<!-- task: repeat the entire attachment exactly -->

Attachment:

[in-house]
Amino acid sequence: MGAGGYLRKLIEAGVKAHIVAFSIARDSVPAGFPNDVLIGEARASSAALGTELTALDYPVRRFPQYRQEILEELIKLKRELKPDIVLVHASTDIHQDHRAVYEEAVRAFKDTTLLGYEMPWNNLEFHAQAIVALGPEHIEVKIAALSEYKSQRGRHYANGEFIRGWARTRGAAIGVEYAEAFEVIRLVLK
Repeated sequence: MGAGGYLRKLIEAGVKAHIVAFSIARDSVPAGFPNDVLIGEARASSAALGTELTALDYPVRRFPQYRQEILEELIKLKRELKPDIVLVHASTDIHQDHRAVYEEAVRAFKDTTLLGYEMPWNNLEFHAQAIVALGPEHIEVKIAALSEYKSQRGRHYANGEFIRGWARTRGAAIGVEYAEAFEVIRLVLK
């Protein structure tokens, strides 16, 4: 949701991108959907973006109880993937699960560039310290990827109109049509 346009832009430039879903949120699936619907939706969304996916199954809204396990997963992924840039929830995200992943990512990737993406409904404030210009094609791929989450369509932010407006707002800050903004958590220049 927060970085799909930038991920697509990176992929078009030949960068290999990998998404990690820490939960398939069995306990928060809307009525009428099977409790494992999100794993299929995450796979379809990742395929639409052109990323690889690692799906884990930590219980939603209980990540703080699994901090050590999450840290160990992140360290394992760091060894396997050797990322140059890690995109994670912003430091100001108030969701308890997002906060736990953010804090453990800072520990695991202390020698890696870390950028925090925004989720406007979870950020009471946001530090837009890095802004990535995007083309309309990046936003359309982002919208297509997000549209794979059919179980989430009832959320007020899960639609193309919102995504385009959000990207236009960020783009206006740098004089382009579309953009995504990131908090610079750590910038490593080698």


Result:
[in-house]
Amino acid sequence: MGAGGYLRKLIEAGVKAHIVAFSIARDSVPAGFPNDVLIGEARASSAALGTELTALDYPVRRFPQYRQEILEELIKLKRELKPDIVLVHASTDIHQDHRAVYEEAVRAFKDTTLLGYEMPWNNLEFHAQAIVALGPEHIEVKIAALSEYKSQRGRHYANGEFIRGWARTRGAAIGVEYAEAFEVIRLVLK
Repeated sequence: MGAGGYLRKLIEAGVKAHIVAFSIARDSVPAGFPNDVLIGEARASSAALGTELTALDYPVRRFPQYRQEILEELIKLKRELKPDIVLVHASTDIHQDHRAVYEEAVRAFKDTTLLGYEMPWNNLEFHAQAIVALGPEHIEVKIAALSEYKSQRGRHYANGEFIRGWARTRGAAIGVEYAEAFEVIRLVLK
């Protein structure tokens, strides 16, 4: 949701991108959907973006109880993937699960560039310290990827109109049509 346009832009430039879903949120699936619907939706969304996916199954809204396990997963992924840039929830995200992943990512990737993406409904404030210009094609791929989450369509932010407006707002800050903004958590220049 927060970085799909930038991920697509990176992929078009030949960068290999990998998404990690820490939960398939069995306990928060809307009525009428099977409790494992999100794993299929995450796979379809990742395929639409052109990323690889690692799906884990930590219980939603209980990540703080699994901090050590999450840290160990992140360290394992760091060894396997050797990322140059890690995109994670912003430091100001108030969701308890997002906060736990953010804090453990800072520990695991202390020698890696870390950028925090925004989720406007979870950020009471946001530090837009890095802004990535995007083309309309990046936003359309982002919208297509997000549209794979059919179980989430009832959320007020899960639609193309919102995504385009959000990207236009960020783009206006740098004089382009579309953009995504990131908090610079750590910038490593080698």